SSH queries on port 22 will now be routed to myip:22. This is typically used to designate Linux computers as routers or when running a type 2 hypervisor (VM host with guests inside).

Another clever approach is to forward all incoming port 80 queries to a squid server:

iptables -t nat -A PREROUTING -p tcp --dport 80 -j DNAT --to-destination squidserverIPAddress:3128

Again, if your Linux computer is operating as a router and you intend to route all HTTP traffic through a squid server, this will work best.

Perhaps you have an FTP server operating on your VM and wish to redirect a range of ports for passive connections:

iptables -t nat -A PREROUTING -p tcp --dport 2020:2030 -j DNAT --to-destination IPADDR

By inserting a colon between 2020 and 2030, we instruct iptables to route ports between those ranges to the target IP address. There is no need to provide a port for the DNAT this time because the condition uses a range, and the destination server will recognize the port for every incoming packet.

Setting up the iptables firewall to forward Port 80

You will now concentrate on configuring port forwarding on your firewall system.

Activating Kernel Forwarding

The first step is to activate traffic redirection at the kernel level. Most platforms have forwarding disabled by default.

To enable port forwarding for this session only, use the following commands:

echo 1 | sudo tee /proc/sys/net/ipv4/ip_forward
enable port forwading

Enable port forwarding

To permanently enable port forwarding, modify the /etc/sysctl.conf file. This may be accomplished by launching the file with sudo privileges:

sudo nano /etc/sysctl.conf

Locate and uncomment the following line within the file:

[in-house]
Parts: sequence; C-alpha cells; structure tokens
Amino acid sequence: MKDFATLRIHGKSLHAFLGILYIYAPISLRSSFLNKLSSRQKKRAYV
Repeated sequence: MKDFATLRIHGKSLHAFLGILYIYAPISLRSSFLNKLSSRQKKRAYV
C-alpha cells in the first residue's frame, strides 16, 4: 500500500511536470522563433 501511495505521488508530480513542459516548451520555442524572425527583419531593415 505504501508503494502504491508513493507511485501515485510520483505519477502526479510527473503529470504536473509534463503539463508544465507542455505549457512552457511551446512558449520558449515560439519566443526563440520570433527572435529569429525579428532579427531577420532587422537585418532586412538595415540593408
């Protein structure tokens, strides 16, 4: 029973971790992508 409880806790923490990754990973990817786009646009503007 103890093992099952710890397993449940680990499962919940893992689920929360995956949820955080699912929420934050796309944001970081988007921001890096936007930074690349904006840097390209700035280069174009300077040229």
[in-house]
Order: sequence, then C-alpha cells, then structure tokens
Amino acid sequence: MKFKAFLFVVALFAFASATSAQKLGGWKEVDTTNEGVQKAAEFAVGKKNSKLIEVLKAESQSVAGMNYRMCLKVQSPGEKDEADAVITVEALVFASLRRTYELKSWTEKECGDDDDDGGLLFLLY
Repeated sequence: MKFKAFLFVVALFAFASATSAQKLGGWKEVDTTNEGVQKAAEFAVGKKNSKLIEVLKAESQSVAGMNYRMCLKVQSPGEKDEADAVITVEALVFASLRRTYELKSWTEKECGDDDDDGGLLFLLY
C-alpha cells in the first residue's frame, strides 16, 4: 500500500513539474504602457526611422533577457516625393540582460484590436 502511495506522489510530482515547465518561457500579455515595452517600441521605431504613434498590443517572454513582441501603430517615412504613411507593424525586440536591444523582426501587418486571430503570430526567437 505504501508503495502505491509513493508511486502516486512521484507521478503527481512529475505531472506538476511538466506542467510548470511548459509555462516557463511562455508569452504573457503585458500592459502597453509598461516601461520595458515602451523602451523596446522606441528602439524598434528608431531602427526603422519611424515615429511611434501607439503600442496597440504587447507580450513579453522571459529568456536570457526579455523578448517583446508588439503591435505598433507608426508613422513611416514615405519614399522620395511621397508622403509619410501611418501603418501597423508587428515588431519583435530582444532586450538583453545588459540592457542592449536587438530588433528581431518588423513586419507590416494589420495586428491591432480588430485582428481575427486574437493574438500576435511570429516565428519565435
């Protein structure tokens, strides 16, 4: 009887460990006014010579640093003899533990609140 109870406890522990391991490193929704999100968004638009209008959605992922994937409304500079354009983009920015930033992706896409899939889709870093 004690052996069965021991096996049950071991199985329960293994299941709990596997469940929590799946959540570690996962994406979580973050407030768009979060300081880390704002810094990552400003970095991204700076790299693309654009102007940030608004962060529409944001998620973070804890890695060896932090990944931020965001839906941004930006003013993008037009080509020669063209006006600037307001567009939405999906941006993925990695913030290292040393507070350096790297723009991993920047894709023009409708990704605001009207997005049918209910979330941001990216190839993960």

uncomment line

Uncomment Line

When you have completed it, save and close the file.

Then, apply the adjustments from this file. To do so, execute the following command:

sudo sysctl -p
apply configurations

Apply configurations

Then execute the same command, but this time change the -p parameter with –system:

sudo sysctl --system
execute system command

Execute –system command

Appending Forwarding Rules to the Basic Firewall

We’ll set up our firewall such that traffic entering our public interface (eth0) on port 80 is routed to our private interface ( eth1). Our basic firewall’s FORWARD chain is set to DROP traffic by default. We can enable forward traffic to our web server by adding firewall rules. We will lock the firewall rules that allow forward requests to increase security.

We will permit new connections for port 80 originating from our public interface and traveling to our private interface in the FORWARD chain. We’ll use the conntrack extension to identify the new connections and represent them with a TCP SYN packet:

sudo iptables -A FORWARD -i eth0 -o eth1 -p tcp --syn --dport 80 -m conntrack --ctstate NEW -j ACCEPT
identify new connections

Identify new connections

You must accept any additional traffic generated by the incoming connection in both directions. To allow ESTABLISHED and RELATED communications between our public and private interfaces, enter the following commands:

sudo iptables -A FORWARD -i eth0 -o eth1 -m conntrack --ctstate ESTABLISHED,RELATED -j ACCEPT
sudo iptables -A FORWARD -i eth1 -o eth0 -m conntrack --ctstate ESTABLISHED,RELATED -j ACCEPT
accept additional traffic

Accept additional traffic

Let’s see if our FORWARD chain policy is set to DROP:

sudo iptables -P FORWARD DROP
set forward chain policy to drop

Set forward chain policy to DROP

You’ve now permitted traffic between your private and public interfaces to pass past your firewall. You haven’t defined the rules that will inform iptables how to interpret and direct the traffic. The NAT rules will be added, and the permanent rule set will be adjusted to direct traffic in the following phases.

How to correctly add NAT Rules to Direct Packets

Next, you will append the rules to instruct iptables on how to route your traffic. You must complete two different activities to allow clients to connect with the web server.